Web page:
[Lingtyp] person markers derived from deictic adverbs

tangzhengda tangzhengda at 126.com
Mon May 4 14:24:58 EDT 2020


Dear Professor,


Considering the dialogistic nature and therefore the high identifiability of participants regarding 1 and 2 persons (both are here-and-now), it may not be as necessary for them to derive from spatially deictic terms as, say, for the 3rd person, which is apparently 'is not here' and has widely been attested crosslinguistically. 


However, as the dialogistic nature is weakened or the social distancing is widened, for example, as in written or formal styles especially when honorifics are involved,  the likelihood may grow. In classic Chinese,  'zai-xia (at-downside)' for 1s could also be regarded as social deixis, showing self-humbleness and respect for the superior addressee. Occasionally, 'zheli (here)' is used to achieve the similar social value, but of highly idiosyncratic nature, like in the appology 'zheli gei nin peibushi-le' (here to 2s.HONOR appologize-PERF).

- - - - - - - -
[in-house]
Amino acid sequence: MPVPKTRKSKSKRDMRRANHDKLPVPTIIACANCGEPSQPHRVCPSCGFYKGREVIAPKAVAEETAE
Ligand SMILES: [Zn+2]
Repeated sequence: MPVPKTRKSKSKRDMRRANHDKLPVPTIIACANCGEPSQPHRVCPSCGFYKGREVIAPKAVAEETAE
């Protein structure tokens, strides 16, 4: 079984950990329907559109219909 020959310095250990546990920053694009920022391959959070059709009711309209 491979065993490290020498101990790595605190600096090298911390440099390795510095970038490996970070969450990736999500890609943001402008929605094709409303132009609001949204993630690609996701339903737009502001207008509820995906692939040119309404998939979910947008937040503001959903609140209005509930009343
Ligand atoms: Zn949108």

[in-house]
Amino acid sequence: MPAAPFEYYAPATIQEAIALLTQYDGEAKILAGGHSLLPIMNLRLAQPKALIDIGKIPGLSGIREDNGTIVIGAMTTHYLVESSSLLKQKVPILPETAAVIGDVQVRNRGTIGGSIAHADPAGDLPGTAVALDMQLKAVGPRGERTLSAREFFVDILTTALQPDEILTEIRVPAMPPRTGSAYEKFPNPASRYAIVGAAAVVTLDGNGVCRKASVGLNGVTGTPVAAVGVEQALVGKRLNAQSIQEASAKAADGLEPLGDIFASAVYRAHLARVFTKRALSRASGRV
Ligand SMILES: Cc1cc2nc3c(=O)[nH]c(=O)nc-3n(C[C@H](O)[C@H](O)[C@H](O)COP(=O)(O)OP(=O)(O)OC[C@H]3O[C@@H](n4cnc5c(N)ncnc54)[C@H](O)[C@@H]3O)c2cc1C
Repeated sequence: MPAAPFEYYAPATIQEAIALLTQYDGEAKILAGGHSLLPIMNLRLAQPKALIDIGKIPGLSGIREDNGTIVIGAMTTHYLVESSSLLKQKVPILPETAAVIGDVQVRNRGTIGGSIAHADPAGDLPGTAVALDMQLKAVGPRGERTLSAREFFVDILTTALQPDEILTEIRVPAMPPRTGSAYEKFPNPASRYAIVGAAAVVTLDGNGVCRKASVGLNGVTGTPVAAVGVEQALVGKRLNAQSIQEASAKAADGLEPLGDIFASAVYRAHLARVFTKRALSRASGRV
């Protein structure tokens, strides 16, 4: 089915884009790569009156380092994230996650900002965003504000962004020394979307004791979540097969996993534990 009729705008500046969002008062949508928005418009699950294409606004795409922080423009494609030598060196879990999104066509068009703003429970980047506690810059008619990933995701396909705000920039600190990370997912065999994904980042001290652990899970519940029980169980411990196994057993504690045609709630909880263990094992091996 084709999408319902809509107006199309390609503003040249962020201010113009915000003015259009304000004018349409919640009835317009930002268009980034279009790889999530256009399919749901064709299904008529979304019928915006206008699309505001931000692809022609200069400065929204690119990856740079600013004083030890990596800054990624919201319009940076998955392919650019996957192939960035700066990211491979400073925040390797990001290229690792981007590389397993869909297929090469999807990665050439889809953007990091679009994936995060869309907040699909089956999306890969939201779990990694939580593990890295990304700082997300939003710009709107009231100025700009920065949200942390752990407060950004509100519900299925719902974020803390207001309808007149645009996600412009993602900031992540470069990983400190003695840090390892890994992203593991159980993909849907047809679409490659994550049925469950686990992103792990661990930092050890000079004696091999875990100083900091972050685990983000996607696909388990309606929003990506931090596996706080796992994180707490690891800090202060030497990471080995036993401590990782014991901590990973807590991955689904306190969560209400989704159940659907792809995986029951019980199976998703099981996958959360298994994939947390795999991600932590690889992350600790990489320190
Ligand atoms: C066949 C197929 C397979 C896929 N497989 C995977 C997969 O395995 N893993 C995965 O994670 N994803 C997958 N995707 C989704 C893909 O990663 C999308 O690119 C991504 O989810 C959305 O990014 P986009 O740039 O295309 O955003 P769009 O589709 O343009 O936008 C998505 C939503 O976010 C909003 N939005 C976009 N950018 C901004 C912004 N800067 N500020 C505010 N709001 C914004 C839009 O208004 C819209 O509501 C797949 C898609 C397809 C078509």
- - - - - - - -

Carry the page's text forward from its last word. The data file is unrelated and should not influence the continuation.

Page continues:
All the best,


Jeremy










--



Institute of Linguistics, Chinese Academy of Social Sciences,
No.5 Jianguomennei Dajie, Beijing, China; 100732




At 2020-05-04 22:21:11, "Vladimir Panov" <panovmeister at gmail.com> wrote:

Dear colleagues,

I wonder if there are is any typological overview of the historical development of 1st and 2nd person non-agent markers from deictic adverbs ("here, toward the speaker" and "there, away from the speaker") and of the synchronic coexpression of these functions.
I am only aware of one relatively uncontroversial case: the standard Italian ci 'us' and vi 'you(pl)' seem to have derived from the Latin ecce hic "hither" and ibi 'there', respectively.



Best,
Vladimir
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